A wave of protest has swept through the streets of Hamburg as hundreds of demonstrators voiced their opposition to the announcement of a share sale in Hamburg’s Hafen und Logistik Aktiengesellschaft (HHLA) to Mediterranean Shipping Company (MSC).
The decision, forming a part of a long-term strategic partnership aimed at boosting throughput from 2025, had sent shockwaves through the city of Hamburg.
The gathering took place on St. Annenplatz on the afternoon of 19 September, not far from the HHLA headquarters, and primarily consisted of HHLA employees.
Organised by the labour union ver.di, the demonstration saw an estimated 2,500 participants voicing their concerns regarding MSC’s impending involvement with HHLA. The move is seen as a critical mistake, with an overarching belief that HHLA, as an integral component of the city’s infrastructure, should remain under public ownership.
The preliminary agreement between shipping giant MSC and the city of Hamburg outlined a future where Hamburg’s HHLA would operate as a joint venture. The city would retain 50.1 per cent ownership, while MSC would hold a 49.9 per cent stake.
This arrangement ignited outrage among the demonstrators who saw it as a grave threat to the port’s future and the welfare of its workforce.
The protest later shifted to Rathausmarkt but was met with barricades.
Mooring workers, Eurogate personnel, Hochbahn staff, and even employees from Hagenbeck Zoo, who had been engaged in a protracted battle for a collective wage agreement, stood in solidarity during the protest.
Union ver.di made it clear that the Port of Hamburg, being a critical piece of infrastructure, must remain in the hands of the public.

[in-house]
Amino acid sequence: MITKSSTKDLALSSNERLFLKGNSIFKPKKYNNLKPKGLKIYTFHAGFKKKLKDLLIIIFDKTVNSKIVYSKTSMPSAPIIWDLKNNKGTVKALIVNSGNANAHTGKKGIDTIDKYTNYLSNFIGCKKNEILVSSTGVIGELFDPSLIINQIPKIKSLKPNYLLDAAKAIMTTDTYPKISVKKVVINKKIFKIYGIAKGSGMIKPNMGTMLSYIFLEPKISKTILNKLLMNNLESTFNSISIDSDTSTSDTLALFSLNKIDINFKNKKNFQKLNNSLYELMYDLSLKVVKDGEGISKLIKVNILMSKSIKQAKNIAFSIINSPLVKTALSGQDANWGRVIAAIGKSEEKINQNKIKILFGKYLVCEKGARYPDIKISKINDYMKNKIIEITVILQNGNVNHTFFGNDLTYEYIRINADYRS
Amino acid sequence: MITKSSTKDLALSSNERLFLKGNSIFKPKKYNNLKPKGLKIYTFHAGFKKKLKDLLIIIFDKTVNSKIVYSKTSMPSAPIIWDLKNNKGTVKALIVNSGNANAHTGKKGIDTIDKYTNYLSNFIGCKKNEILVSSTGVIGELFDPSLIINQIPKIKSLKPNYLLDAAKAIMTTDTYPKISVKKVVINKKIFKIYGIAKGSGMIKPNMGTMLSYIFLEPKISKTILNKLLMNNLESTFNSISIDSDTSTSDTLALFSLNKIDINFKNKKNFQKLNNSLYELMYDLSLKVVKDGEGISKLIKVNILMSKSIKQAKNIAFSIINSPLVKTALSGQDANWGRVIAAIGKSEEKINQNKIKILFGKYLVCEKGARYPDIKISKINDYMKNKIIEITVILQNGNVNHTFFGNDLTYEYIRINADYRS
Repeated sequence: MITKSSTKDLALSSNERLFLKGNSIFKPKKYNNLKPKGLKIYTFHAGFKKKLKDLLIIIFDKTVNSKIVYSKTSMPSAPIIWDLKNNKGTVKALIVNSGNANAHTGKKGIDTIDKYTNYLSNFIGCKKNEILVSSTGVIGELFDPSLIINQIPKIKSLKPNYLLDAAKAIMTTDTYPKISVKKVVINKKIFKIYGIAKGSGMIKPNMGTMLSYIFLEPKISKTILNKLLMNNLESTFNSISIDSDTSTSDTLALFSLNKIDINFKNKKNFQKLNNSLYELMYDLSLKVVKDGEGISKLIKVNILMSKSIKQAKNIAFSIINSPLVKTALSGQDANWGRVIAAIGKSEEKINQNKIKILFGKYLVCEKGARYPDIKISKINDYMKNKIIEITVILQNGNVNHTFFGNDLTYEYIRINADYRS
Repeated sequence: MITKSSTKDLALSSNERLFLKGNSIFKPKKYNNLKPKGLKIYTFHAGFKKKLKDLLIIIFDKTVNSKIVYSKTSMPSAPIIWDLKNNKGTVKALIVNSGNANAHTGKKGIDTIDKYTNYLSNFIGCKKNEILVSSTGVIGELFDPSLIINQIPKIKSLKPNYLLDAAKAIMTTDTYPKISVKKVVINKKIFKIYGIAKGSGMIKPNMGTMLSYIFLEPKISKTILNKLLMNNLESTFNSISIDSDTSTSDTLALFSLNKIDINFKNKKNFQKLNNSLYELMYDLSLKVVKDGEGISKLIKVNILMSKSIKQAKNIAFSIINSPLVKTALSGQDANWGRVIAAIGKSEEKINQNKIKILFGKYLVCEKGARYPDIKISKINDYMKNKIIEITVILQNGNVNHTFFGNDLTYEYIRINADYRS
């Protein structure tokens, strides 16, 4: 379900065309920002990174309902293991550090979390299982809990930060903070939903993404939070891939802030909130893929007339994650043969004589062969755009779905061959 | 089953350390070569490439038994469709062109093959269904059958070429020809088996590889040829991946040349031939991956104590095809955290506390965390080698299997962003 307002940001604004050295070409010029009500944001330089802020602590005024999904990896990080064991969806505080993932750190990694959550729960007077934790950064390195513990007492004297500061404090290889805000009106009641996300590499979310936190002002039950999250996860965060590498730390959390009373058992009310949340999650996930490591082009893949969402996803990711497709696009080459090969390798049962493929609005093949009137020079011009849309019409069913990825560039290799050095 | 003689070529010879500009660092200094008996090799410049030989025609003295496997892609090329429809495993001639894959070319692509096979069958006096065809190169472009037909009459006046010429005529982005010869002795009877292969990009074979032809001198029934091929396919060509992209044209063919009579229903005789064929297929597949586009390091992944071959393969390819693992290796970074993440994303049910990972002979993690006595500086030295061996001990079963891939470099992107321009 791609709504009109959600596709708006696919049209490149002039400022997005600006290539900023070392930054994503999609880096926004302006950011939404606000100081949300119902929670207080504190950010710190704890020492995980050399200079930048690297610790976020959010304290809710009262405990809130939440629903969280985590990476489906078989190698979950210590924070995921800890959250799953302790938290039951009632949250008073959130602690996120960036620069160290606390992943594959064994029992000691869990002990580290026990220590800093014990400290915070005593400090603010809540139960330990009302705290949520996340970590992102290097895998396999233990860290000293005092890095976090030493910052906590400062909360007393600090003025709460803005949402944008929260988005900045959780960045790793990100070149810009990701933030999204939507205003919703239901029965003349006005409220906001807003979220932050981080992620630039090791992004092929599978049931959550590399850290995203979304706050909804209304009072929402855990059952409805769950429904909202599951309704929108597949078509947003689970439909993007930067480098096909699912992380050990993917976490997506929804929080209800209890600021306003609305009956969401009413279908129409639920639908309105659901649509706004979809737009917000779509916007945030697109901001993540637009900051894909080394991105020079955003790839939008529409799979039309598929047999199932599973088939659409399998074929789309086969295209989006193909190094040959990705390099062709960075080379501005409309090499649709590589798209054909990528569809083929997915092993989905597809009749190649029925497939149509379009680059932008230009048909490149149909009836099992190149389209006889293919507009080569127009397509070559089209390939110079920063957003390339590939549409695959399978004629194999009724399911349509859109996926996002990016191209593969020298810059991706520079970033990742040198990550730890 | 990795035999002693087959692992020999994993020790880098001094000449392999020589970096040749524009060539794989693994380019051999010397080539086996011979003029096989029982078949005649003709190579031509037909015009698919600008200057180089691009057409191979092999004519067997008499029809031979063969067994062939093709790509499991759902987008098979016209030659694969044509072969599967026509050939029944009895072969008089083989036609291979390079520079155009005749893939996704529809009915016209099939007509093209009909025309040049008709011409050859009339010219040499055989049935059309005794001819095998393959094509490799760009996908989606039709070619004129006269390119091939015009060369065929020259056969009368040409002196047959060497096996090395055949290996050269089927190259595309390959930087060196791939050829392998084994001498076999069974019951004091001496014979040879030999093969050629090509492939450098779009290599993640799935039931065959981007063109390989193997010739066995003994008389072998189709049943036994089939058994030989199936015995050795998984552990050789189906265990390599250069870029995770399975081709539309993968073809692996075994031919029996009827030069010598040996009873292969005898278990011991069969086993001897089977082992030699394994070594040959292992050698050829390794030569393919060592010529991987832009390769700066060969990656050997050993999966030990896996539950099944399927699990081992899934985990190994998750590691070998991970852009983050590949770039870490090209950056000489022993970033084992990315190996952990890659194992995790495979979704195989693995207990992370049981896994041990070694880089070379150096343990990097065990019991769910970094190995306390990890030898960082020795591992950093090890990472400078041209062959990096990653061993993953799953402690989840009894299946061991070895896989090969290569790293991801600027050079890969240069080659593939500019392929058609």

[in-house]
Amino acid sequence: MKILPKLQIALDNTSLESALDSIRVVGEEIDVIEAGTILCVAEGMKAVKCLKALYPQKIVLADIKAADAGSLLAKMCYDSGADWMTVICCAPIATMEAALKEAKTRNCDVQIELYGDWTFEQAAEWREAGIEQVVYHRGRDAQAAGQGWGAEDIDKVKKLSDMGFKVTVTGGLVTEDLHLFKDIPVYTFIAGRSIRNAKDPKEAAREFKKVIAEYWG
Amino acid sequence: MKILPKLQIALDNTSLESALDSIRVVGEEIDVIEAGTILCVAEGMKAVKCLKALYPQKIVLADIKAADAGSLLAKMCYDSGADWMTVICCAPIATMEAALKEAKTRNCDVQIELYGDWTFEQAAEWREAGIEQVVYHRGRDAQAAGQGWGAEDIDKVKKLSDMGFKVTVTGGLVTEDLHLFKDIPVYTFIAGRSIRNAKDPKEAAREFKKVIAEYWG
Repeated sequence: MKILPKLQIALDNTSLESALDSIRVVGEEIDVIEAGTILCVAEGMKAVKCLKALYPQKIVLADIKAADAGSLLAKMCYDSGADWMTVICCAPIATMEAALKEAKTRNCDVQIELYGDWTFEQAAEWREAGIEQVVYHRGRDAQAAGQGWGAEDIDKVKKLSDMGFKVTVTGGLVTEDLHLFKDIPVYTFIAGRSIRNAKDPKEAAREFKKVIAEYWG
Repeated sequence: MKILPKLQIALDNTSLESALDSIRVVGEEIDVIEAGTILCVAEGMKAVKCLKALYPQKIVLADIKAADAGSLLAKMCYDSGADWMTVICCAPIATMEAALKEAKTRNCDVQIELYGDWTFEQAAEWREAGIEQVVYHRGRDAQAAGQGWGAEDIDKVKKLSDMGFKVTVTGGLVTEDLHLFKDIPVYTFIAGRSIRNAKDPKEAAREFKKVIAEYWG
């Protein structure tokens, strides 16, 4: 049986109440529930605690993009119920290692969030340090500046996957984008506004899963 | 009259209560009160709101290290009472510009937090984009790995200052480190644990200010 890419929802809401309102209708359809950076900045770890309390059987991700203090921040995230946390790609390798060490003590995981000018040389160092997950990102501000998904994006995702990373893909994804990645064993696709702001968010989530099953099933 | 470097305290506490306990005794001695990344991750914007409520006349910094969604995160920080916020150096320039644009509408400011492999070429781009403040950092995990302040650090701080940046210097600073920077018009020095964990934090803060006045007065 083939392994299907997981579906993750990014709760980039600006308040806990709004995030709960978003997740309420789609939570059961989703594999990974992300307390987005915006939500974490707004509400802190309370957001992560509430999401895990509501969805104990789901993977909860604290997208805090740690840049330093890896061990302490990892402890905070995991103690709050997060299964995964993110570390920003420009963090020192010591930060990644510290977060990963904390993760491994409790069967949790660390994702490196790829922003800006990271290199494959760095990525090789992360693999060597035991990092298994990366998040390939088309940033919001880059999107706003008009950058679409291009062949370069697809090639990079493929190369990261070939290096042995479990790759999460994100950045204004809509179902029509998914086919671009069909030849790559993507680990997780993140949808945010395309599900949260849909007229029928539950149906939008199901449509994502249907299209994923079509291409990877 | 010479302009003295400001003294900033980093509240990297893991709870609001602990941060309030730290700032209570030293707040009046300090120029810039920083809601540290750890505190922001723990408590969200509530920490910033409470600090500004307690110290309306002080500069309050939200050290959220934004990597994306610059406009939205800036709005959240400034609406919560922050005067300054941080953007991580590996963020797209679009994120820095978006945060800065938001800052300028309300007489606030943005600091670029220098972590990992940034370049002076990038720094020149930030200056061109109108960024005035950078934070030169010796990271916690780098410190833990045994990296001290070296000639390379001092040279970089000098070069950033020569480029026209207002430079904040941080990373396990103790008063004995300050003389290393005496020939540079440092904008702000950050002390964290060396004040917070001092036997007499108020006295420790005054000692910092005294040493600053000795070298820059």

The union’s concerns centred on the potential risks the sale of shares to MSC could pose to the employees, particularly in light of challenges related to declining throughput figures and the increasing automation of processes.
Maya Schwiegershausen-Güth, ver.di’s federal specialist group leader for the maritime economy, underscored the importance of German seaports as critical infrastructure.
“Since the Corona pandemic at the latest, it should be clear to everyone that the German seaports are critical infrastructure. They therefore belong in the public sector; there should be no sell-out of the seaports and their employees.”
Schwiegershausen-Güth further criticised the city’s stance, claiming that instead of safeguarding its independence, Hamburg was yielding control to shipowners, thereby undermining a future-oriented national port strategy.
She called upon the city to reconsider its decision and to realign with a collective national port strategy, one that would secure the future of German seaports and protect the livelihoods of approximately 5.6 million people dependent on these vital hubs.
The Port of Hamburg has been a focal point of discussions regarding potential sell-outs. The German Government recently reassessed its earlier decision to permit COSCO Shipping Ports to acquire a share in one of HHLA’s three terminals at the port.